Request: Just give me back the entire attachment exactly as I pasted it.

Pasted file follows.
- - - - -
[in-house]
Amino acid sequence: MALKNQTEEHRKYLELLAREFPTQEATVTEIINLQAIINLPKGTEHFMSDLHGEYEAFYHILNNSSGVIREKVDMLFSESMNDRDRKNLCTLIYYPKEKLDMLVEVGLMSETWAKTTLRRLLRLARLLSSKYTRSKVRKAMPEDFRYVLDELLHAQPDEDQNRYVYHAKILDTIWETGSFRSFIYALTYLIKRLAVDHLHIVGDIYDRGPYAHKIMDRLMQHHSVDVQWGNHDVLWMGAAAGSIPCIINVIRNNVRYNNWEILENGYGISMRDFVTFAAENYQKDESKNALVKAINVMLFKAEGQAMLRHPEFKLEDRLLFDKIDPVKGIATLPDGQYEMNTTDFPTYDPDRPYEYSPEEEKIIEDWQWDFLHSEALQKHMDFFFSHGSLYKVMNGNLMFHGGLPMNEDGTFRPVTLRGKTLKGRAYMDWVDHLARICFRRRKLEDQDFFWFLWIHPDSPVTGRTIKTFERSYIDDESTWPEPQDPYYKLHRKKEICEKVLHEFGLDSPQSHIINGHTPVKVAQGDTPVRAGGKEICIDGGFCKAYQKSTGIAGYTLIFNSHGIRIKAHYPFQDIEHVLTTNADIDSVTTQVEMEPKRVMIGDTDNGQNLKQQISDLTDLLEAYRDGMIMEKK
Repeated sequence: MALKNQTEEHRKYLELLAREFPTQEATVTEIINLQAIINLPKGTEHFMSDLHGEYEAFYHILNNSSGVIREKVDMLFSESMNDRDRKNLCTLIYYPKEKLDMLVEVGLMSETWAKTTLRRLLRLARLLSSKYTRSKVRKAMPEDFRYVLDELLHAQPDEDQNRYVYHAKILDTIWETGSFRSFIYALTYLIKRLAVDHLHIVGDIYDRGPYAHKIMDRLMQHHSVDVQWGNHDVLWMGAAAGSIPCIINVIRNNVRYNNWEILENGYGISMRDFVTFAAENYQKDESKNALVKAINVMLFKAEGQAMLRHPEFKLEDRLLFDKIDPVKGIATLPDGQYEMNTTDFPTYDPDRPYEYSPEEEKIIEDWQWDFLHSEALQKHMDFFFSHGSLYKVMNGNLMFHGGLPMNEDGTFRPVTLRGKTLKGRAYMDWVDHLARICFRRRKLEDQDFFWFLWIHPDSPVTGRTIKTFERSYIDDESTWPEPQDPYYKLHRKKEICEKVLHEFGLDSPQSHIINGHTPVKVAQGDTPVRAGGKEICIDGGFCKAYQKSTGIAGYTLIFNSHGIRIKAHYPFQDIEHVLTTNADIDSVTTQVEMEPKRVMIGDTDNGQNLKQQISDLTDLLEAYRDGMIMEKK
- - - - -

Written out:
[in-house]
Amino acid sequence: MALKNQTEEHRKYLELLAREFPTQEATVTEIINLQAIINLPKGTEHFMSDLHGEYEAFYHILNNSSGVIREKVDMLFSESMNDRDRKNLCTLIYYPKEKLDMLVEVGLMSETWAKTTLRRLLRLARLLSSKYTRSKVRKAMPEDFRYVLDELLHAQPDEDQNRYVYHAKILDTIWETGSFRSFIYALTYLIKRLAVDHLHIVGDIYDRGPYAHKIMDRLMQHHSVDVQWGNHDVLWMGAAAGSIPCIINVIRNNVRYNNWEILENGYGISMRDFVTFAAENYQKDESKNALVKAINVMLFKAEGQAMLRHPEFKLEDRLLFDKIDPVKGIATLPDGQYEMNTTDFPTYDPDRPYEYSPEEEKIIEDWQWDFLHSEALQKHMDFFFSHGSLYKVMNGNLMFHGGLPMNEDGTFRPVTLRGKTLKGRAYMDWVDHLARICFRRRKLEDQDFFWFLWIHPDSPVTGRTIKTFERSYIDDESTWPEPQDPYYKLHRKKEICEKVLHEFGLDSPQSHIINGHTPVKVAQGDTPVRAGGKEICIDGGFCKAYQKSTGIAGYTLIFNSHGIRIKAHYPFQDIEHVLTTNADIDSVTTQVEMEPKRVMIGDTDNGQNLKQQISDLTDLLEAYRDGMIMEKK
Repeated sequence: MALKNQTEEHRKYLELLAREFPTQEATVTEIINLQAIINLPKGTEHFMSDLHGEYEAFYHILNNSSGVIREKVDMLFSESMNDRDRKNLCTLIYYPKEKLDMLVEVGLMSETWAKTTLRRLLRLARLLSSKYTRSKVRKAMPEDFRYVLDELLHAQPDEDQNRYVYHAKILDTIWETGSFRSFIYALTYLIKRLAVDHLHIVGDIYDRGPYAHKIMDRLMQHHSVDVQWGNHDVLWMGAAAGSIPCIINVIRNNVRYNNWEILENGYGISMRDFVTFAAENYQKDESKNALVKAINVMLFKAEGQAMLRHPEFKLEDRLLFDKIDPVKGIATLPDGQYEMNTTDFPTYDPDRPYEYSPEEEKIIEDWQWDFLHSEALQKHMDFFFSHGSLYKVMNGNLMFHGGLPMNEDGTFRPVTLRGKTLKGRAYMDWVDHLARICFRRRKLEDQDFFWFLWIHPDSPVTGRTIKTFERSYIDDESTWPEPQDPYYKLHRKKEICEKVLHEFGLDSPQSHIINGHTPVKVAQGDTPVRAGGKEICIDGGFCKAYQKSTGIAGYTLIFNSHGIRIKAHYPFQDIEHVLTTNADIDSVTTQVEMEPKRVMIGDTDNGQNLKQQISDLTDLLEAYRDGMIMEKK